Becoming like a mushroom to see something small in the Jemez Mountains

Laura Holloway, BLM New Mexico State Office

Last day at the West Eugene Wetlands

This internship has been such a fantastic opportunity for me! I feel so fortunate that I had the opportunity to help manage the West Eugene Wetlands in Oregon, with some of the most critically important habitats left in the Willamette Valley.  As CLM Intern for the wetlands, I had the opportunity to implement management treatments focused on controlling invasive species to maintaining and enhancing habitat for threatened and endangered species. During my internship, I coordinated youth crews in conducting habitat restoration activities, worked with mowing and mastication contractors, performed site inspections and assessments for field going operations, assisted in sensitive species monitoring, and conducted other various tasks, repairs, and general maintenance activities in the wetlands. I loved the variety of work and the hands-on, physical aspect of the position. It was a perfect fit for me! I also acquired a number of new skills including Pesticide Applicator Certification, JUNO GPS training, GeoBOB Flora and Fauna training, NEPA Concept and Analysis training, and how to hitch and back a trailer! I also had the opportunity to work and network with a number of different partners of the wetlands partnership, forming new relationships and learning from experts in their field.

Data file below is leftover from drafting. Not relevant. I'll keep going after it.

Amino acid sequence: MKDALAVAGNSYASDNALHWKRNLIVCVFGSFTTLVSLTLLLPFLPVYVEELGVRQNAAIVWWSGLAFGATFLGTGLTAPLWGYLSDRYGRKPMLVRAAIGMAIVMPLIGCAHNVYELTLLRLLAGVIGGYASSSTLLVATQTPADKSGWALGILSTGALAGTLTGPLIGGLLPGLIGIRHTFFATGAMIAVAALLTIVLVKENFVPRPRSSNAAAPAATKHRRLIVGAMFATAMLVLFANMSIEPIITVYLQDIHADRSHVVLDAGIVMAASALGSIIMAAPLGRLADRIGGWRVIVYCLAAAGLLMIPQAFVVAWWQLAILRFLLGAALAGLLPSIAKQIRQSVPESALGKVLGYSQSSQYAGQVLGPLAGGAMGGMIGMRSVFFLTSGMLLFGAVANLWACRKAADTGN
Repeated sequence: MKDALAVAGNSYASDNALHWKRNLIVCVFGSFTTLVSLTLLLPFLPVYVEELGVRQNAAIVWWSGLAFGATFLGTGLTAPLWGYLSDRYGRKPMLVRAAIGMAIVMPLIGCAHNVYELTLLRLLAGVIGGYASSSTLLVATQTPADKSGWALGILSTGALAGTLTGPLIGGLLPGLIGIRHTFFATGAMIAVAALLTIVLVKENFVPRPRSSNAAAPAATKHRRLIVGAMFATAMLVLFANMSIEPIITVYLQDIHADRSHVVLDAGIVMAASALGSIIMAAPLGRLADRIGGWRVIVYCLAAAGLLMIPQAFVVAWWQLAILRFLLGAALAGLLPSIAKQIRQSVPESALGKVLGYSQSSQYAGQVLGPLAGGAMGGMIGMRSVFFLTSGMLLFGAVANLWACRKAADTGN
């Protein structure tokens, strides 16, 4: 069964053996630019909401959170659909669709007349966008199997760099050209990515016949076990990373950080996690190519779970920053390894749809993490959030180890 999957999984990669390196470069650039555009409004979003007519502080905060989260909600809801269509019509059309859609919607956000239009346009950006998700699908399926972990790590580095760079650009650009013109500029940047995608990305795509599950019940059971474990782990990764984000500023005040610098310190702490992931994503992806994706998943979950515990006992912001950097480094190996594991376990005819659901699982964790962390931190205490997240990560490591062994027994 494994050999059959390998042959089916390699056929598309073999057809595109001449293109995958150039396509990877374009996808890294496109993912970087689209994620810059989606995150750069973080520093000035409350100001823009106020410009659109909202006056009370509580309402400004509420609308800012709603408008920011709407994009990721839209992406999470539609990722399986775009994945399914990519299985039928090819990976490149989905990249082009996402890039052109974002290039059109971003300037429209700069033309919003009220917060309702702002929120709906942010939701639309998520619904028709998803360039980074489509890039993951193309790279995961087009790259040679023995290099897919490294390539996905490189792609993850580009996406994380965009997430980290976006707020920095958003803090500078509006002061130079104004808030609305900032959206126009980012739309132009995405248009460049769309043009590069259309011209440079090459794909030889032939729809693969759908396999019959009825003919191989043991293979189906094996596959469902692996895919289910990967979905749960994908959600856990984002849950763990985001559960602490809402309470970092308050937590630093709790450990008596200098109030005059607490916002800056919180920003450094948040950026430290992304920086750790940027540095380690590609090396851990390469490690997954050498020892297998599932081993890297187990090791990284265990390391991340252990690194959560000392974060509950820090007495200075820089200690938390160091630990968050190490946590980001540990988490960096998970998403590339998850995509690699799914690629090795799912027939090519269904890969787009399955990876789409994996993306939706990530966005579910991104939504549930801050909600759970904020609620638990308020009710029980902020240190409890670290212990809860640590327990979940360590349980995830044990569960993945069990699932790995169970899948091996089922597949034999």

I also had a great working relationship with my mentor. She was very supportive in helping me acquire as many skills and new experiences as possible. I really appreciated how she was interested in what I had to say and the knowledge I could bring to the table in the decision making process. She also trusted me to carry out tasks independently and had confidence in my leadership abilities. This position exceeded my expectations by helping me explore my career goals and expand my resume, and allowed me to apply my knowledge and background in botany, soils, and restoration of native habitats. I also feel my leadership skills and professional ability is now stronger because of the internship. It has prepared me well for a career in this field, I will miss working here!

Myself (left) and CLM intern Danica (right) in brush-cutting PPE.

Bureau of Land Management, West Eugene Wetlands Field Office,

Northwest District

Welcome to Carlsbad, NM

My introduction to local conservation policies and practices began where the Black River first surfaces—at Rattlesnake Spings. Here, the texture of my new landscape expressed itself as a collaborative group of dignitaries with interest in the thrival of Popenaias popeii, or the Texas hornshell mussel—the last remaining native mussel in New Mexico and an ESA Candidate species.

Popenaias popeii, or Texas hornshell mussel.

I field-tripped with this lively group of dignitaries to critical anthropogenic influence loci along the Black River. As they discussed the technicalities of flow targets, stream gauge locations and dispersal barriers, they also expressed core values and beliefs about their relationship to this land. Prided on personal liberty and averse to government intervention, these folks articulated a legacy and ethic of individual agency in private stewardship. “They’re a hardy species, and they’ll come back if they have what they need. … [Providing what they need] is up to us. … It won’t be easy, but worthwhile undertakings rarely are,” said private landowner Jim Davis.